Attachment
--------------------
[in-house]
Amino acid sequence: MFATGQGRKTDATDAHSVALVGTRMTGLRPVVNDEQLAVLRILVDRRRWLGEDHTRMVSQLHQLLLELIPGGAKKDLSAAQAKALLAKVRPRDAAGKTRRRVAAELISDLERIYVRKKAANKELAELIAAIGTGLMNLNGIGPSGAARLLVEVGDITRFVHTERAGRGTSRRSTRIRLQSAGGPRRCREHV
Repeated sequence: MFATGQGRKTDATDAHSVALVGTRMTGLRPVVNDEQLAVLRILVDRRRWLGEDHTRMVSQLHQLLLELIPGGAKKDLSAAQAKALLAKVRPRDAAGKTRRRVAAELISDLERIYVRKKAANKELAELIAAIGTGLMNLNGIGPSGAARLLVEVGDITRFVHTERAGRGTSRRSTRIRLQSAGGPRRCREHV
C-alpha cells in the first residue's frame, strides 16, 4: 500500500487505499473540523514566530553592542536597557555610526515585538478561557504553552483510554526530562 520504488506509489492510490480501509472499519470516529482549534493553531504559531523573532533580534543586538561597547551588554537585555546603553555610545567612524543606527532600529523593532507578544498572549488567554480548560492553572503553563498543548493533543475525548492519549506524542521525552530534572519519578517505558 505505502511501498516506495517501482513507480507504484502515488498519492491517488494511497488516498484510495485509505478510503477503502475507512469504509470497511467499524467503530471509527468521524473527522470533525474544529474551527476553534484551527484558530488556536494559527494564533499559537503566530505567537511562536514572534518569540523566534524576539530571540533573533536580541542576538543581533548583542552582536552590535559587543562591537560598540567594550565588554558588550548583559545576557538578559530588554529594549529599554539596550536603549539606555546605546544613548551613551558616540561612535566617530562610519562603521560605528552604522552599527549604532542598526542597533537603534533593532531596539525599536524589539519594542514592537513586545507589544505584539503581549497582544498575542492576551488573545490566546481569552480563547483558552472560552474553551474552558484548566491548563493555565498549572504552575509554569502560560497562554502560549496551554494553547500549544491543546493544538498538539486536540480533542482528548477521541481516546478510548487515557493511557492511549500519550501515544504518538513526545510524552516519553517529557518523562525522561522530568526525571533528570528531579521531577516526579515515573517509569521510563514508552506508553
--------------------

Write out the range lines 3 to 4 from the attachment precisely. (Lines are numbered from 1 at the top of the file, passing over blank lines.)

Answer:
Repeated sequence: MFATGQGRKTDATDAHSVALVGTRMTGLRPVVNDEQLAVLRILVDRRRWLGEDHTRMVSQLHQLLLELIPGGAKKDLSAAQAKALLAKVRPRDAAGKTRRRVAAELISDLERIYVRKKAANKELAELIAAIGTGLMNLNGIGPSGAARLLVEVGDITRFVHTERAGRGTSRRSTRIRLQSAGGPRRCREHV
C-alpha cells in the first residue's frame, strides 16, 4: 500500500487505499473540523514566530553592542536597557555610526515585538478561557504553552483510554526530562 520504488506509489492510490480501509472499519470516529482549534493553531504559531523573532533580534543586538561597547551588554537585555546603553555610545567612524543606527532600529523593532507578544498572549488567554480548560492553572503553563498543548493533543475525548492519549506524542521525552530534572519519578517505558 505505502511501498516506495517501482513507480507504484502515488498519492491517488494511497488516498484510495485509505478510503477503502475507512469504509470497511467499524467503530471509527468521524473527522470533525474544529474551527476553534484551527484558530488556536494559527494564533499559537503566530505567537511562536514572534518569540523566534524576539530571540533573533536580541542576538543581533548583542552582536552590535559587543562591537560598540567594550565588554558588550548583559545576557538578559530588554529594549529599554539596550536603549539606555546605546544613548551613551558616540561612535566617530562610519562603521560605528552604522552599527549604532542598526542597533537603534533593532531596539525599536524589539519594542514592537513586545507589544505584539503581549497582544498575542492576551488573545490566546481569552480563547483558552472560552474553551474552558484548566491548563493555565498549572504552575509554569502560560497562554502560549496551554494553547500549544491543546493544538498538539486536540480533542482528548477521541481516546478510548487515557493511557492511549500519550501515544504518538513526545510524552516519553517529557518523562525522561522530568526525571533528570528531579521531577516526579515515573517509569521510563514508552506508553